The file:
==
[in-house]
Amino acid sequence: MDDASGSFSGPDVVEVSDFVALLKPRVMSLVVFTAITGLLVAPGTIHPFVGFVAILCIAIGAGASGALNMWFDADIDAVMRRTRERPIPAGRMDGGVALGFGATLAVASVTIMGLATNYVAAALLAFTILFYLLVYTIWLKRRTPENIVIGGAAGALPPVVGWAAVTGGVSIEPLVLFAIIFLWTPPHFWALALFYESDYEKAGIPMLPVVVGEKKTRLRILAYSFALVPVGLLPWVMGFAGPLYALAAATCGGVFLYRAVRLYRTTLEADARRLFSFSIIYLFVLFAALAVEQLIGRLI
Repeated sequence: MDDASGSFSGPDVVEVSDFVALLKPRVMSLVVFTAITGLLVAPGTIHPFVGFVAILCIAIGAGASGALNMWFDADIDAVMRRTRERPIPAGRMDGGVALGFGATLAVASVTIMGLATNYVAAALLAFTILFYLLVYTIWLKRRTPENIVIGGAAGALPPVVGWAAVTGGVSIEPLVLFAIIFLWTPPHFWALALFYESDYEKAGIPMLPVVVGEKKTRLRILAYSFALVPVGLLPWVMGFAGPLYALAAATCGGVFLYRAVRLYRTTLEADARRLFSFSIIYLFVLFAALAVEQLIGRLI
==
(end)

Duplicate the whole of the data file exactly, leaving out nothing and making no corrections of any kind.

[in-house]
Amino acid sequence: MDDASGSFSGPDVVEVSDFVALLKPRVMSLVVFTAITGLLVAPGTIHPFVGFVAILCIAIGAGASGALNMWFDADIDAVMRRTRERPIPAGRMDGGVALGFGATLAVASVTIMGLATNYVAAALLAFTILFYLLVYTIWLKRRTPENIVIGGAAGALPPVVGWAAVTGGVSIEPLVLFAIIFLWTPPHFWALALFYESDYEKAGIPMLPVVVGEKKTRLRILAYSFALVPVGLLPWVMGFAGPLYALAAATCGGVFLYRAVRLYRTTLEADARRLFSFSIIYLFVLFAALAVEQLIGRLI
Repeated sequence: MDDASGSFSGPDVVEVSDFVALLKPRVMSLVVFTAITGLLVAPGTIHPFVGFVAILCIAIGAGASGALNMWFDADIDAVMRRTRERPIPAGRMDGGVALGFGATLAVASVTIMGLATNYVAAALLAFTILFYLLVYTIWLKRRTPENIVIGGAAGALPPVVGWAAVTGGVSIEPLVLFAIIFLWTPPHFWALALFYESDYEKAGIPMLPVVVGEKKTRLRILAYSFALVPVGLLPWVMGFAGPLYALAAATCGGVFLYRAVRLYRTTLEADARRLFSFSIIYLFVLFAALAVEQLIGRLI